In theory, patents are supposed to encourage innovation. But as more companies own your genes, the whole business of gene patenting has been put into doubt. The real tragedy occurs when the right of a patent overrides the right of a patient. And this can happen when a company has an exclusive license, the patient can’t get a second-opinion test and is stuck with the one test. That’s exactly what the Myriad patent was doing.
The BRCA1 and BRCA2 genes (linked to breast and ovarian cancer) were licensed exclusively to Myriad Genetics, until the US Southern District Court of New York invalidated them. As Myriad appeals the court’s decision, the biotech community bites its fingernails, worried about what this means for the other thousands of genes that have been patented since the 1980s.
But as far as the old argument that biotech companies need patent protection for investment purposes and to keep research moving forward, Koepsell thinks otherwise. He actually thinks gene patents are not essential to development and the free market can work itself out.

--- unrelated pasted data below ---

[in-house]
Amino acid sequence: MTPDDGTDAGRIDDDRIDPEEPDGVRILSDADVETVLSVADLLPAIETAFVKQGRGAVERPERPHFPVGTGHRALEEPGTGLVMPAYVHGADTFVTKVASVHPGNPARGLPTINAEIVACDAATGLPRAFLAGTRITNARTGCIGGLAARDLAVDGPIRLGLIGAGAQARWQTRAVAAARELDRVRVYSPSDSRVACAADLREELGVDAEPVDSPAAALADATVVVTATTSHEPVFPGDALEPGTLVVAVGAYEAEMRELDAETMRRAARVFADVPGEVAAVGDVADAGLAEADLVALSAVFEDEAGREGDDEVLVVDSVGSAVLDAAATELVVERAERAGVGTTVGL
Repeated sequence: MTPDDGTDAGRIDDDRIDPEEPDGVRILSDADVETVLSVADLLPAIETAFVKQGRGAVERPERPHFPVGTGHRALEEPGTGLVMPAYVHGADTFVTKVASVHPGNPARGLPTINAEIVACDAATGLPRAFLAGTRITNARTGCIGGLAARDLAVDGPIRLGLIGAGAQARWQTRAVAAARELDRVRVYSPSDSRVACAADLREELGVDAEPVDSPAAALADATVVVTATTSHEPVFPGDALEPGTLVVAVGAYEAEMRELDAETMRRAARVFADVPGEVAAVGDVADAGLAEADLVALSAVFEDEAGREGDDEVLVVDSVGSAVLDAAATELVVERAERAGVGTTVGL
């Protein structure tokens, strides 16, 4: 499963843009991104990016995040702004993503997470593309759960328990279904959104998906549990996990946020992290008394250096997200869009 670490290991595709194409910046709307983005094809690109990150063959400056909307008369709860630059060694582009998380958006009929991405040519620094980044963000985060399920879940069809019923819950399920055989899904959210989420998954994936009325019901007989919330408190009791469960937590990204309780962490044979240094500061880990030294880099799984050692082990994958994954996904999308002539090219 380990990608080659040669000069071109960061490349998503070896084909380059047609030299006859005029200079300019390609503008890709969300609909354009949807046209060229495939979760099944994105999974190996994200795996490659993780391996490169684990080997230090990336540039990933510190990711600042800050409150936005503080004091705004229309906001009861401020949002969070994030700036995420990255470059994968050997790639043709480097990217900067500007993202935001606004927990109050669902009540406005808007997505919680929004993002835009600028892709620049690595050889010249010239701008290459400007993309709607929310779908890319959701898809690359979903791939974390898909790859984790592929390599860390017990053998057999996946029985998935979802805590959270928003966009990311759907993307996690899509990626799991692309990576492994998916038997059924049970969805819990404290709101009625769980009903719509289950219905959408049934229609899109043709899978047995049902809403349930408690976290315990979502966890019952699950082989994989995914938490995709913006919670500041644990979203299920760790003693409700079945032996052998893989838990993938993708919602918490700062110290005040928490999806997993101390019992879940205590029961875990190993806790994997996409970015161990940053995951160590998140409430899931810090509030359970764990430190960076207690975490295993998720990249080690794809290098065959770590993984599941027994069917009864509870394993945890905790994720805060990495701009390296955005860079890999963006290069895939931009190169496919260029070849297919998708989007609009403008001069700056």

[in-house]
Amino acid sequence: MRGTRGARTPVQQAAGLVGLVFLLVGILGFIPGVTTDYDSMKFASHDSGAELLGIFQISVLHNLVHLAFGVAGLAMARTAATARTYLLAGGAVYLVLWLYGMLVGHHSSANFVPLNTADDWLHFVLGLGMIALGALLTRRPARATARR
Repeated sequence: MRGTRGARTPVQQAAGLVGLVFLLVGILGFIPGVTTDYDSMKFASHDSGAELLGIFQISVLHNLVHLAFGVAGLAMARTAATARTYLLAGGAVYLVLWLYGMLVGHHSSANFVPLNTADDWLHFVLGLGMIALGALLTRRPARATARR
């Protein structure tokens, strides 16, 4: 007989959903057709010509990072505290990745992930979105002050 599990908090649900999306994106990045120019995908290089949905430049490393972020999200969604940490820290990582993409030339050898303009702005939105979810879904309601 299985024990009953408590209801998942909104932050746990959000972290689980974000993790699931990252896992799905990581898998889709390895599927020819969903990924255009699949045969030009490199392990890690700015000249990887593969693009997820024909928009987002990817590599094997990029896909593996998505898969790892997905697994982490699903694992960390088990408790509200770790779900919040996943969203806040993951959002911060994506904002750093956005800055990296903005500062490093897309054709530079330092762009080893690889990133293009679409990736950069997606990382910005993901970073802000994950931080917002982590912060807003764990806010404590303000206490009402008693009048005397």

Beyond the patent system, there are other ways to reward innovation. For more than a hundred years, the patent system has incentivized discovery, but this winner take all approach might be outdated. Caltech researchers found that the market economy can inspire more innovation than our patent system. Simply put, let investors buy and sell shares off their invention. Even if you do away with the patent system entirely, people would still invent. Creativity and intellectual curiosity are part of human nature.
He also discusses the future of genetic research — it's headed towards synthetic biology and away from nanotechnology. Building our own nature seems to be the way to go to do the things we think nanotechnology can accomplish.